6. Emphasis on international experience: With the global nature of the oil and gas industry, UK companies may place a higher value on candidates with international experience, particularly those with expertise in navigating geopolitical risks and supply chain disruptions. Professionals who have worked in regions affected by conflict or have experience in crisis management could be in high demand.

7. Focus on employee retention: In a challenging and uncertain market, UK oil and gas companies may prioritise retaining their existing skilled workforce to maintain stability and competitiveness. This could involve offering attractive compensation packages, career development opportunities, and employee support programmes to keep top talent engaged and motivated.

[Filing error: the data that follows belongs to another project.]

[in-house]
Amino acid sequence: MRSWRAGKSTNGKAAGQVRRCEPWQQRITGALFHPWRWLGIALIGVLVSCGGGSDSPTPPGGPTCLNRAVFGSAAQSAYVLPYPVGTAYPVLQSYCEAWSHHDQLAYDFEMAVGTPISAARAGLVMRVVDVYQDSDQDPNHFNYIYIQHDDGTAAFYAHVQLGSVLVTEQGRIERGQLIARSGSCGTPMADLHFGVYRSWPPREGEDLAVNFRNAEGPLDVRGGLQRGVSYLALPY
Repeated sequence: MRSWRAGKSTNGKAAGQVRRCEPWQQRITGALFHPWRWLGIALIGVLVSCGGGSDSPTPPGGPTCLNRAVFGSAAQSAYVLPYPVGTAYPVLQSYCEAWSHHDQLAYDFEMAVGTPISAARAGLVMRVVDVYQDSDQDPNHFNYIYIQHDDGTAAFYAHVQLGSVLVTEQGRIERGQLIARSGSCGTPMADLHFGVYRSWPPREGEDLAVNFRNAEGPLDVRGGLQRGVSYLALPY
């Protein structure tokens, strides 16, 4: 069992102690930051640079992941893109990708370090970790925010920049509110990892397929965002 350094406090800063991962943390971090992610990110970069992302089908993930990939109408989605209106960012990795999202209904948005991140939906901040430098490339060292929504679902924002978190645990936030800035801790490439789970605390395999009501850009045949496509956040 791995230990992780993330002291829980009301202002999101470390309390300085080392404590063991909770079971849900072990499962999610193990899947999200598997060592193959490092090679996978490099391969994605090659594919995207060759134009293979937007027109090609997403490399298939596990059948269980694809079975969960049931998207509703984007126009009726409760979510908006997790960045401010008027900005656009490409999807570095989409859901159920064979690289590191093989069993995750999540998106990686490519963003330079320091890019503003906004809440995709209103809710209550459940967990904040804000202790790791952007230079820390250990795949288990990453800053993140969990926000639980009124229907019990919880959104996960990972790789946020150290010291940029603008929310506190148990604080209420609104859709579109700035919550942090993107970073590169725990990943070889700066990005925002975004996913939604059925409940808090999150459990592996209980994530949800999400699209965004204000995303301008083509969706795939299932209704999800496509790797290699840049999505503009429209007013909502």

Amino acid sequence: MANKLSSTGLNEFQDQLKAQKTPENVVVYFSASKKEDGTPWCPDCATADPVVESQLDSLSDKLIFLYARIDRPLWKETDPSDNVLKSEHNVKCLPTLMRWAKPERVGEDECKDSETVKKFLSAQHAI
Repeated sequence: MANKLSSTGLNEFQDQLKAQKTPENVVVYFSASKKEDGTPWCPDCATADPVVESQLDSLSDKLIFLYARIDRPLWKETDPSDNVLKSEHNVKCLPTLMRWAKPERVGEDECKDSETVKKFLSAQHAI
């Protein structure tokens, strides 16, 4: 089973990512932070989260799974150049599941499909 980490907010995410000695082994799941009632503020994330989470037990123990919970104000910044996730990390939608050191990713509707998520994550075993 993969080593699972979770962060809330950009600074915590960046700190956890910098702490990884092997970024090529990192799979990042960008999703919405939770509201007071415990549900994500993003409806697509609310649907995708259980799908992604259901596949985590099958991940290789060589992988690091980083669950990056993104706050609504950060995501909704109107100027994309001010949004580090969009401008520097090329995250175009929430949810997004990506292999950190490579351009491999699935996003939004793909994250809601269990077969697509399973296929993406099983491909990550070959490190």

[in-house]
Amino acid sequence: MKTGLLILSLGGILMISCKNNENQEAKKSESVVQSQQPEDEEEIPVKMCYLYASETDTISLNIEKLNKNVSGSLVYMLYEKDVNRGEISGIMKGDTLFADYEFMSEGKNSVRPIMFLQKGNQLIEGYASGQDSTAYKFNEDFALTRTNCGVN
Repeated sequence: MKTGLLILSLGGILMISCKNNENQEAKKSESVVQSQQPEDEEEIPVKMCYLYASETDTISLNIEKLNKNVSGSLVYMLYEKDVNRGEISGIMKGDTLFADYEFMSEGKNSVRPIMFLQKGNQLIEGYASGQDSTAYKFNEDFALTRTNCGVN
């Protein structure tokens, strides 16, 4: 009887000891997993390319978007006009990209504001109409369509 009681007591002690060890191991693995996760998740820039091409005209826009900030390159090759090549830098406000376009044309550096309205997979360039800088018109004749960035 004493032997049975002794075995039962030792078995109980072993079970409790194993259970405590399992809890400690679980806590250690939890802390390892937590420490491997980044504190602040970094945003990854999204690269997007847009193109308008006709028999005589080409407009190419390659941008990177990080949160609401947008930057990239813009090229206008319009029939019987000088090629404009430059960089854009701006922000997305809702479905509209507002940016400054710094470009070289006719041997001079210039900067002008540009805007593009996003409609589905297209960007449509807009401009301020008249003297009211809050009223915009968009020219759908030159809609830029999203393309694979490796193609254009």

In summary, the impact of the Israel-Iran conflict on oil prices could lead to a mix of increased demand for UK North Sea oil and gas, a focus on efficiency and automation, and a shift towards energy transition roles. However, the exact consequences will depend on the severity and duration of the conflict, as well as the resilience and adaptability of individual companies within the UK oil and gas industry. Organisations that can demonstrate agility, innovation, and a commitment to employee well-being may have an advantage in attracting and retaining the talent needed to navigate the challenging market conditions.